Functional MRI Assessment of Task-Induced Deactivation of the Default Mode Network in Alzheimer’s Disease and At-Risk Older Individuals

DSpace/Manakin Repository

Functional MRI Assessment of Task-Induced Deactivation of the Default Mode Network in Alzheimer’s Disease and At-Risk Older Individuals

Citable link to this page

 

 
Title: Functional MRI Assessment of Task-Induced Deactivation of the Default Mode Network in Alzheimer’s Disease and At-Risk Older Individuals
Author: Pihlajamäki, Maija; Sperling, Reisa A.

Note: Order does not necessarily reflect citation order of authors.

Citation: Pihlajamäki, Maija, and Reisa A. Sperling. 2009. “Functional MRI Assessment of Task-Induced Deactivation of the Default Mode Network in Alzheimer’s Disease and At-Risk Older Individuals.” Behavioural Neurology 21 (1-2): 77-91. doi:10.3233/BEN-2009-0231. http://dx.doi.org/10.3233/BEN-2009-0231.
Full Text & Related Files:
Abstract: Alzheimer’s disease (AD) is the most common form of dementia in old age, and is characterized by prominent impairment of episodic memory. Recent functional imaging studies in AD have demonstrated alterations in a distributed network of brain regions supporting memory function, including regions of the default mode network. Previous positron emission tomography studies of older individuals at risk for AD have revealed hypometabolism of association cortical regions similar to the metabolic abnormalities seen in AD patients. In recent functional magnetic resonance imaging (fMRI) studies of AD, corresponding brain default mode regions have also been found to demonstrate an abnormal fMRI task-induced deactivation response pattern. That is, the relative decreases in fMRI signal normally observed in the default mode regions in healthy subjects performing a cognitive task are not seen in AD patients, or may even be reversed to a paradoxical activation response. Our recent studies have revealed alterations in the pattern of deactivation also in elderly individuals at risk for AD by virtue of their APOE e4 genotype, or evidence of mild cognitive impairment (MCI). In agreement with recent reports from other groups, these studies demonstrate that the pattern of fMRI task-induced deactivation is progressively disrupted along the continuum from normal aging to MCI and to clinical AD and more impaired in e4 carriers compared to non-carriers. These findings will be discussed in the context of current literature regarding functional imaging of the default network in AD and at-risk populations.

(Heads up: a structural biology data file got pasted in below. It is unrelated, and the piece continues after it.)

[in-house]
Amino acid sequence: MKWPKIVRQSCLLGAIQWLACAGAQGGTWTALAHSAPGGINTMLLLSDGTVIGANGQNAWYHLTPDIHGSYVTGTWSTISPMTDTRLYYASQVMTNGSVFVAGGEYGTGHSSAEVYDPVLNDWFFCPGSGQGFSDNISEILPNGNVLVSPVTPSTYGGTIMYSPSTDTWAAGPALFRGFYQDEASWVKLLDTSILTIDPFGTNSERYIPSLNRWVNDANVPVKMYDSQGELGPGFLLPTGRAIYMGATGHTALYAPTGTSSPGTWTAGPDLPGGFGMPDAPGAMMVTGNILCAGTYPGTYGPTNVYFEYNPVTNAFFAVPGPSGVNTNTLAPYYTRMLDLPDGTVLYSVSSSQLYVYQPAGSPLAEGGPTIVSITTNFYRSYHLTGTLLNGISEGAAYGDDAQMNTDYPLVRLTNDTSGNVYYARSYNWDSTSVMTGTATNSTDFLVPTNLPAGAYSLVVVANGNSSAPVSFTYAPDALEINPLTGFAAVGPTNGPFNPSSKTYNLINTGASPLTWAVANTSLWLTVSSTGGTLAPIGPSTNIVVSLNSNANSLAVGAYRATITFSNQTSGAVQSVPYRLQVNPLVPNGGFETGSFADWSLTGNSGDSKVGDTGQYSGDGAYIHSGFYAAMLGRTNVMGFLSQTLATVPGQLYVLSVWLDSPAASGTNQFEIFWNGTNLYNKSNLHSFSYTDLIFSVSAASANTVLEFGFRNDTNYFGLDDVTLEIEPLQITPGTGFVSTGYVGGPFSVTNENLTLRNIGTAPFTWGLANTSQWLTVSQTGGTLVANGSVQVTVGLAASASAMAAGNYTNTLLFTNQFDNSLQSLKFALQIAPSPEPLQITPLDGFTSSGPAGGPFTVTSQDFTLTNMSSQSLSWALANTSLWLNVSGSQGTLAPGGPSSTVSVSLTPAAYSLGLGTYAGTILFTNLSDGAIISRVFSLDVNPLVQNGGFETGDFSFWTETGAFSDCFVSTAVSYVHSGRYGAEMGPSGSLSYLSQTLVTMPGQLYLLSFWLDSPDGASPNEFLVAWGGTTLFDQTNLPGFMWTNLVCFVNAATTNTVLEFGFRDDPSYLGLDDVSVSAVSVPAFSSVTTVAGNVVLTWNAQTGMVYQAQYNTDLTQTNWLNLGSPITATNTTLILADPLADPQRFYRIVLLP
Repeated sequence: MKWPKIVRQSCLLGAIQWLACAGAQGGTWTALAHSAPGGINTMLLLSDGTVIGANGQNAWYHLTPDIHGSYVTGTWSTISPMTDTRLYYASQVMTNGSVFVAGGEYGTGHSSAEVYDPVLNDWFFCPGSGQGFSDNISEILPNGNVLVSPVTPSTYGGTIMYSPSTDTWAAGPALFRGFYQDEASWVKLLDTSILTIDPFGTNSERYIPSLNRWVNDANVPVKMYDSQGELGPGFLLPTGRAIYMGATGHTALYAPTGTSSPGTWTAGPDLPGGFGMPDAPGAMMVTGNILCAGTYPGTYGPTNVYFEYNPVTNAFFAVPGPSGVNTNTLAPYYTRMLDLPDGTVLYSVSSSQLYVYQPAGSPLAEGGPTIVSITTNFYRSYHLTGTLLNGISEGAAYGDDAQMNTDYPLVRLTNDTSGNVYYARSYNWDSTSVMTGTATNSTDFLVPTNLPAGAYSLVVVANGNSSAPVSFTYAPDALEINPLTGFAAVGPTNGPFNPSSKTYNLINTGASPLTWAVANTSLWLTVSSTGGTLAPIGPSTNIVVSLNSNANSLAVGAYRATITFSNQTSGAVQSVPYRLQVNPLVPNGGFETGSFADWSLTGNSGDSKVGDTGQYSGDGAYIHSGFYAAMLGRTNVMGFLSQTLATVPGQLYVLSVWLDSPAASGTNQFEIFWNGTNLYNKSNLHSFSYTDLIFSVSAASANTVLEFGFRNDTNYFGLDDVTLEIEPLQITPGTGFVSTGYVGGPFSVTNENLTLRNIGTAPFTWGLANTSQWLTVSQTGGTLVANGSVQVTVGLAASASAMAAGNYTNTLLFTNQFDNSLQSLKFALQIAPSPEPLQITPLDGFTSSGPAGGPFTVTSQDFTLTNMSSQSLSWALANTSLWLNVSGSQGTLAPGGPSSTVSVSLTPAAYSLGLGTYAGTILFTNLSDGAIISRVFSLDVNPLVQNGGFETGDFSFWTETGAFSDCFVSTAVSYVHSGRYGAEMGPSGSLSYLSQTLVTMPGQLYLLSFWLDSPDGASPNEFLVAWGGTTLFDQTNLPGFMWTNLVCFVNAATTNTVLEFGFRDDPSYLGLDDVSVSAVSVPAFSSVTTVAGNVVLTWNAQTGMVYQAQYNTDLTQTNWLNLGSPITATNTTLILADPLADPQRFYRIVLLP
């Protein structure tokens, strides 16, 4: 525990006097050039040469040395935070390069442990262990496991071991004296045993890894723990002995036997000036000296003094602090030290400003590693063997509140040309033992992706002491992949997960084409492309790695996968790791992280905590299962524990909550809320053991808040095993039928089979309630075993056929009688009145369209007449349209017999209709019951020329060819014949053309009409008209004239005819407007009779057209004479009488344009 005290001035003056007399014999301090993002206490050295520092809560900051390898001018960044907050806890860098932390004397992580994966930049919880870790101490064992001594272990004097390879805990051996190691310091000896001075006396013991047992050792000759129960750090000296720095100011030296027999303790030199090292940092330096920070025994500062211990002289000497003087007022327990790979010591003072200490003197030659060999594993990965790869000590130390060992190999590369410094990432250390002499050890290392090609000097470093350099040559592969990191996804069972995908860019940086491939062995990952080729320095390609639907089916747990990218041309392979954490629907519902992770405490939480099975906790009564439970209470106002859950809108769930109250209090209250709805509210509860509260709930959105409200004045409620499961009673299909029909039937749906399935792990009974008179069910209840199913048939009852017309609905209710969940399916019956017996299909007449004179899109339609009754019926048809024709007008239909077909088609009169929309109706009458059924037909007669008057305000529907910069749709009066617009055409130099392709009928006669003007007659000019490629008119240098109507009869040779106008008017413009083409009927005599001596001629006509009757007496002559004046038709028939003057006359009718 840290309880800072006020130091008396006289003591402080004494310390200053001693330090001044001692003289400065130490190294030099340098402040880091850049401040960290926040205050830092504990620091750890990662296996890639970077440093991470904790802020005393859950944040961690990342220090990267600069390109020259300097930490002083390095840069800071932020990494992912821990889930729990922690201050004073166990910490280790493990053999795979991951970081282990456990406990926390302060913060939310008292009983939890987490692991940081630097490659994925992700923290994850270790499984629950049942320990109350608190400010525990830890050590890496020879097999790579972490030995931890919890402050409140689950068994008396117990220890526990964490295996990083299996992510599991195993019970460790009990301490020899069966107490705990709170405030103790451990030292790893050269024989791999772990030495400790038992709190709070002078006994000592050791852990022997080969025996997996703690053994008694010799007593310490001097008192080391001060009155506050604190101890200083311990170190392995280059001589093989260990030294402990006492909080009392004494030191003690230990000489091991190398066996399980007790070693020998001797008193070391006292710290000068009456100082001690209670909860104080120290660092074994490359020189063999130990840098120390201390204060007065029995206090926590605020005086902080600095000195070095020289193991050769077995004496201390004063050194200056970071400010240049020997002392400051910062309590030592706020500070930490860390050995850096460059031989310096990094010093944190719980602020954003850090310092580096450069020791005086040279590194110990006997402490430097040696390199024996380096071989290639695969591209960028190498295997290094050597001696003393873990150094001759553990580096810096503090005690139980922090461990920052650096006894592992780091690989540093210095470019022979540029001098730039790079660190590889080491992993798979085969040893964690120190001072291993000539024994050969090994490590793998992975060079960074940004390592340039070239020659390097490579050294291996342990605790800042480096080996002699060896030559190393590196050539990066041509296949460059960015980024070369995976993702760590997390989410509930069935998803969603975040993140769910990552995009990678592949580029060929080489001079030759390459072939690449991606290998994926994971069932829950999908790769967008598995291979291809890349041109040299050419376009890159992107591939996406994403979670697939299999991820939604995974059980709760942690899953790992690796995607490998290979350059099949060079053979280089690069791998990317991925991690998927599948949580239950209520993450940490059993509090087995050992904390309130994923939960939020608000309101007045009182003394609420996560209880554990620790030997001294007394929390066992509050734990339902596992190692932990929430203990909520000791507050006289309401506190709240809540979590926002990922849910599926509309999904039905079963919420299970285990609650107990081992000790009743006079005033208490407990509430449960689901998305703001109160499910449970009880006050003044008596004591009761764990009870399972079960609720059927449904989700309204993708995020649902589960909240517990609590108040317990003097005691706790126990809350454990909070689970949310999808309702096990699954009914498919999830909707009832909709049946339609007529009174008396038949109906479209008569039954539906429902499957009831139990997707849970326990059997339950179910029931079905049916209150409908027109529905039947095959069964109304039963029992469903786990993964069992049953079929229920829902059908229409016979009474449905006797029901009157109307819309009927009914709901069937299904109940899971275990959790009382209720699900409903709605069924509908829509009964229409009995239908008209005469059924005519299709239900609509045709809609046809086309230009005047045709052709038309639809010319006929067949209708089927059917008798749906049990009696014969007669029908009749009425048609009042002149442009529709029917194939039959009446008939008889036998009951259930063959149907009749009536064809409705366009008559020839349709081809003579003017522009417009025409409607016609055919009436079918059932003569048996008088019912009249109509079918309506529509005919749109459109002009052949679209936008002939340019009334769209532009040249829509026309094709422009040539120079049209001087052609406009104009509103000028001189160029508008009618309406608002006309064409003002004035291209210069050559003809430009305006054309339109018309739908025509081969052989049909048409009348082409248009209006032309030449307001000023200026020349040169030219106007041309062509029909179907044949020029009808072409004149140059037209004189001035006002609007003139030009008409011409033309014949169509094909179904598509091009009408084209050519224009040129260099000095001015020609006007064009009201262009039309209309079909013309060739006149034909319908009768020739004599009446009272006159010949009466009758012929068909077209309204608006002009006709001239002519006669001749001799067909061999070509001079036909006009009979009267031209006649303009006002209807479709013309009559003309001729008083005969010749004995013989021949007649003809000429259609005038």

Published Version: doi:10.3233/BEN-2009-0231
Other Sources: http://www.ncbi.nlm.nih.gov/pmc/articles/PMC5450588/pdf/
Terms of Use: This article is made available under the terms and conditions applicable to Other Posted Material, as set forth at http://nrs.harvard.edu/urn-3:HUL.InstRepos:dash.current.terms-of-use#LAA
Citable link to this page: http://nrs.harvard.edu/urn-3:HUL.InstRepos:33490708
Downloads of this work:

Show full Dublin Core record

This item appears in the following Collection(s)

 
 

Search DASH


Advanced Search
 
 

Submitters